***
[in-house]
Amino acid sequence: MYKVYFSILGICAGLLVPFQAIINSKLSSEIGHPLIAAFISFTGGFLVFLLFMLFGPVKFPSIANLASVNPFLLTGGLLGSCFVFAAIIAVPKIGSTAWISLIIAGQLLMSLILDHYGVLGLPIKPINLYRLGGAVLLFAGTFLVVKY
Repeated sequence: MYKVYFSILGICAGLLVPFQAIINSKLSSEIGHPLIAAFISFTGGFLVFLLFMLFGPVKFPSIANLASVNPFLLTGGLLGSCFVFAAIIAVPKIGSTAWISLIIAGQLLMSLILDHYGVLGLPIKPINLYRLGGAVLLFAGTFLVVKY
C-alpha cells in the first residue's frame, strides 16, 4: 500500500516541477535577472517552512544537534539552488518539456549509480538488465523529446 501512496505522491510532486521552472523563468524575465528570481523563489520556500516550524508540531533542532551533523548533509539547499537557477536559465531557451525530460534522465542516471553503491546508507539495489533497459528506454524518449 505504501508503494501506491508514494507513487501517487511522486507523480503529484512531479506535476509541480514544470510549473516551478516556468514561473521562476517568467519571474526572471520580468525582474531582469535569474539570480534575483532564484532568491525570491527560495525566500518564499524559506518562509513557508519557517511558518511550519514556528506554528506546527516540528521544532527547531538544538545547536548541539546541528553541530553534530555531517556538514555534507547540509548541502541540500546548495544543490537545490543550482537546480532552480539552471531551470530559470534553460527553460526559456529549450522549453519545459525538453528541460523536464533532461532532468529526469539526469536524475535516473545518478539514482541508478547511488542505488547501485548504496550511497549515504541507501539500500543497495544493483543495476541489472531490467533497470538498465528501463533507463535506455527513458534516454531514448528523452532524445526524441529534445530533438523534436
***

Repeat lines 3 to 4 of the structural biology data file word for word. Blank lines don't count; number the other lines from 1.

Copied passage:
Repeated sequence: MYKVYFSILGICAGLLVPFQAIINSKLSSEIGHPLIAAFISFTGGFLVFLLFMLFGPVKFPSIANLASVNPFLLTGGLLGSCFVFAAIIAVPKIGSTAWISLIIAGQLLMSLILDHYGVLGLPIKPINLYRLGGAVLLFAGTFLVVKY
C-alpha cells in the first residue's frame, strides 16, 4: 500500500516541477535577472517552512544537534539552488518539456549509480538488465523529446 501512496505522491510532486521552472523563468524575465528570481523563489520556500516550524508540531533542532551533523548533509539547499537557477536559465531557451525530460534522465542516471553503491546508507539495489533497459528506454524518449 505504501508503494501506491508514494507513487501517487511522486507523480503529484512531479506535476509541480514544470510549473516551478516556468514561473521562476517568467519571474526572471520580468525582474531582469535569474539570480534575483532564484532568491525570491527560495525566500518564499524559506518562509513557508519557517511558518511550519514556528506554528506546527516540528521544532527547531538544538545547536548541539546541528553541530553534530555531517556538514555534507547540509548541502541540500546548495544543490537545490543550482537546480532552480539552471531551470530559470534553460527553460526559456529549450522549453519545459525538453528541460523536464533532461532532468529526469539526469536524475535516473545518478539514482541508478547511488542505488547501485548504496550511497549515504541507501539500500543497495544493483543495476541489472531490467533497470538498465528501463533507463535506455527513458534516454531514448528523452532524445526524441529534445530533438523534436